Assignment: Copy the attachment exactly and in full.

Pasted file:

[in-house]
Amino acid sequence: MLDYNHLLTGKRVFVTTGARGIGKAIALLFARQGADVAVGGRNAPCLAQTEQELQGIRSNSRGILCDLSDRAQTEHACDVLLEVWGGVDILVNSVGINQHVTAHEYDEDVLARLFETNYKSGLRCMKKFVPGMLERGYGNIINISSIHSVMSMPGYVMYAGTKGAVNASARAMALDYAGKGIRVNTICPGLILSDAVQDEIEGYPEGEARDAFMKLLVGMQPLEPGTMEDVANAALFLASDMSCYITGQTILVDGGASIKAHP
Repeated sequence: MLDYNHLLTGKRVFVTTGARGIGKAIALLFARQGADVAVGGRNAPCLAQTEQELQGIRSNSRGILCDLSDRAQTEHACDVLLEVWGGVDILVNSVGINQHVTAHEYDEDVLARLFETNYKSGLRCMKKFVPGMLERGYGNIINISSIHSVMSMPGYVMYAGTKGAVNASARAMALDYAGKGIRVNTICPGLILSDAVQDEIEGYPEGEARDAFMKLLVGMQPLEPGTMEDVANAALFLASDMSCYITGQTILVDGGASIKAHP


[in-house]
Amino acid sequence: MLDYNHLLTGKRVFVTTGARGIGKAIALLFARQGADVAVGGRNAPCLAQTEQELQGIRSNSRGILCDLSDRAQTEHACDVLLEVWGGVDILVNSVGINQHVTAHEYDEDVLARLFETNYKSGLRCMKKFVPGMLERGYGNIINISSIHSVMSMPGYVMYAGTKGAVNASARAMALDYAGKGIRVNTICPGLILSDAVQDEIEGYPEGEARDAFMKLLVGMQPLEPGTMEDVANAALFLASDMSCYITGQTILVDGGASIKAHP
Repeated sequence: MLDYNHLLTGKRVFVTTGARGIGKAIALLFARQGADVAVGGRNAPCLAQTEQELQGIRSNSRGILCDLSDRAQTEHACDVLLEVWGGVDILVNSVGINQHVTAHEYDEDVLARLFETNYKSGLRCMKKFVPGMLERGYGNIINISSIHSVMSMPGYVMYAGTKGAVNASARAMALDYAGKGIRVNTICPGLILSDAVQDEIEGYPEGEARDAFMKLLVGMQPLEPGTMEDVANAALFLASDMSCYITGQTILVDGGASIKAHP